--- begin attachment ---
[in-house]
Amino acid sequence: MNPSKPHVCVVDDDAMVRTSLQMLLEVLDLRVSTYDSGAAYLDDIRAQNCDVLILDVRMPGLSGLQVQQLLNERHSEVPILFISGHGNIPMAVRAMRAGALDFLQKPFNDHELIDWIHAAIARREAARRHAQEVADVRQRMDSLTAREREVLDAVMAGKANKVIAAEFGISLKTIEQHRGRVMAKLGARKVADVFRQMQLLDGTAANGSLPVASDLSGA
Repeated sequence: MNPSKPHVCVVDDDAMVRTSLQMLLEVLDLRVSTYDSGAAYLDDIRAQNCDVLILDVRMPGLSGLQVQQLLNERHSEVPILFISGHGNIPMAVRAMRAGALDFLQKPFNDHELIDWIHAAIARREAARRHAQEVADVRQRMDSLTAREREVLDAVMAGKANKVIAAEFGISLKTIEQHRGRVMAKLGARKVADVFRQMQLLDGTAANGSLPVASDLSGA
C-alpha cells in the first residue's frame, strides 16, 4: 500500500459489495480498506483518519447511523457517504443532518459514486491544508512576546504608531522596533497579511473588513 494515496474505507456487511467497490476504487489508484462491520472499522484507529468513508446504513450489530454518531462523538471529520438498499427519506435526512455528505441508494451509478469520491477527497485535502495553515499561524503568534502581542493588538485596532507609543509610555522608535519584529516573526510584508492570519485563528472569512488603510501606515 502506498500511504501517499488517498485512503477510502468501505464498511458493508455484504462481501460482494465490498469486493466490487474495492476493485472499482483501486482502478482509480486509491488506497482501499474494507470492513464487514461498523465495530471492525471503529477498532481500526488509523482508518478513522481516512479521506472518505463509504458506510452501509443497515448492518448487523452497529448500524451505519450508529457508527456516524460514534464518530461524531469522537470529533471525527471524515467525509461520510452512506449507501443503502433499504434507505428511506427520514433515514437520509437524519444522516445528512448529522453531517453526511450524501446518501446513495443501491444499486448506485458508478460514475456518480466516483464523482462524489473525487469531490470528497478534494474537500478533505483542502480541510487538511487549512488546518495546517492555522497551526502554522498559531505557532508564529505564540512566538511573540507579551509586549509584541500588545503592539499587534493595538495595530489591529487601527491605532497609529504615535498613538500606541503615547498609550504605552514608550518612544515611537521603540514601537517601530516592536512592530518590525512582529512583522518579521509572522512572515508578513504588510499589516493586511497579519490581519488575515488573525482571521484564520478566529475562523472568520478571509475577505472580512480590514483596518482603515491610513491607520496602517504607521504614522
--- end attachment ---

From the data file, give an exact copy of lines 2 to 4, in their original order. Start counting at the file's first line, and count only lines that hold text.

Amino acid sequence: MNPSKPHVCVVDDDAMVRTSLQMLLEVLDLRVSTYDSGAAYLDDIRAQNCDVLILDVRMPGLSGLQVQQLLNERHSEVPILFISGHGNIPMAVRAMRAGALDFLQKPFNDHELIDWIHAAIARREAARRHAQEVADVRQRMDSLTAREREVLDAVMAGKANKVIAAEFGISLKTIEQHRGRVMAKLGARKVADVFRQMQLLDGTAANGSLPVASDLSGA
Repeated sequence: MNPSKPHVCVVDDDAMVRTSLQMLLEVLDLRVSTYDSGAAYLDDIRAQNCDVLILDVRMPGLSGLQVQQLLNERHSEVPILFISGHGNIPMAVRAMRAGALDFLQKPFNDHELIDWIHAAIARREAARRHAQEVADVRQRMDSLTAREREVLDAVMAGKANKVIAAEFGISLKTIEQHRGRVMAKLGARKVADVFRQMQLLDGTAANGSLPVASDLSGA
C-alpha cells in the first residue's frame, strides 16, 4: 500500500459489495480498506483518519447511523457517504443532518459514486491544508512576546504608531522596533497579511473588513 494515496474505507456487511467497490476504487489508484462491520472499522484507529468513508446504513450489530454518531462523538471529520438498499427519506435526512455528505441508494451509478469520491477527497485535502495553515499561524503568534502581542493588538485596532507609543509610555522608535519584529516573526510584508492570519485563528472569512488603510501606515 502506498500511504501517499488517498485512503477510502468501505464498511458493508455484504462481501460482494465490498469486493466490487474495492476493485472499482483501486482502478482509480486509491488506497482501499474494507470492513464487514461498523465495530471492525471503529477498532481500526488509523482508518478513522481516512479521506472518505463509504458506510452501509443497515448492518448487523452497529448500524451505519450508529457508527456516524460514534464518530461524531469522537470529533471525527471524515467525509461520510452512506449507501443503502433499504434507505428511506427520514433515514437520509437524519444522516445528512448529522453531517453526511450524501446518501446513495443501491444499486448506485458508478460514475456518480466516483464523482462524489473525487469531490470528497478534494474537500478533505483542502480541510487538511487549512488546518495546517492555522497551526502554522498559531505557532508564529505564540512566538511573540507579551509586549509584541500588545503592539499587534493595538495595530489591529487601527491605532497609529504615535498613538500606541503615547498609550504605552514608550518612544515611537521603540514601537517601530516592536512592530518590525512582529512583522518579521509572522512572515508578513504588510499589516493586511497579519490581519488575515488573525482571521484564520478566529475562523472568520478571509475577505472580512480590514483596518482603515491610513491607520496602517504607521504614522